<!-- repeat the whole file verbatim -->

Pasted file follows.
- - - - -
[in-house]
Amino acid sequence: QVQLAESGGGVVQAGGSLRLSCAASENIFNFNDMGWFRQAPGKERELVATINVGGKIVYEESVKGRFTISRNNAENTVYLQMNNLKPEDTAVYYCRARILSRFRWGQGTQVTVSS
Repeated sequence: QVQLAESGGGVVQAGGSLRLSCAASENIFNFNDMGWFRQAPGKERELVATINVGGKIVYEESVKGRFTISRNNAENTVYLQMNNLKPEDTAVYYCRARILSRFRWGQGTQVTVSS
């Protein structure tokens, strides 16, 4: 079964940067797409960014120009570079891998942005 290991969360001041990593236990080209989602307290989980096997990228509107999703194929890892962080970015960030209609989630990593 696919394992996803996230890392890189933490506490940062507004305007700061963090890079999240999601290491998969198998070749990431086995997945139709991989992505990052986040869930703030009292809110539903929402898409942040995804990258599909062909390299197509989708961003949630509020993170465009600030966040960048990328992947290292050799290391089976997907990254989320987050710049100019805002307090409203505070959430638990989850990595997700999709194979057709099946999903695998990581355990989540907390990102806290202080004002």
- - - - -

[in-house]
Amino acid sequence: QVQLAESGGGVVQAGGSLRLSCAASENIFNFNDMGWFRQAPGKERELVATINVGGKIVYEESVKGRFTISRNNAENTVYLQMNNLKPEDTAVYYCRARILSRFRWGQGTQVTVSS
Repeated sequence: QVQLAESGGGVVQAGGSLRLSCAASENIFNFNDMGWFRQAPGKERELVATINVGGKIVYEESVKGRFTISRNNAENTVYLQMNNLKPEDTAVYYCRARILSRFRWGQGTQVTVSS
């Protein structure tokens, strides 16, 4: 079964940067797409960014120009570079891998942005 290991969360001041990593236990080209989602307290989980096997990228509107999703194929890892962080970015960030209609989630990593 696919394992996803996230890392890189933490506490940062507004305007700061963090890079999240999601290491998969198998070749990431086995997945139709991989992505990052986040869930703030009292809110539903929402898409942040995804990258599909062909390299197509989708961003949630509020993170465009600030966040960048990328992947290292050799290391089976997907990254989320987050710049100019805002307090409203505070959430638990989850990595997700999709194979057709099946999903695998990581355990989540907390990102806290202080004002």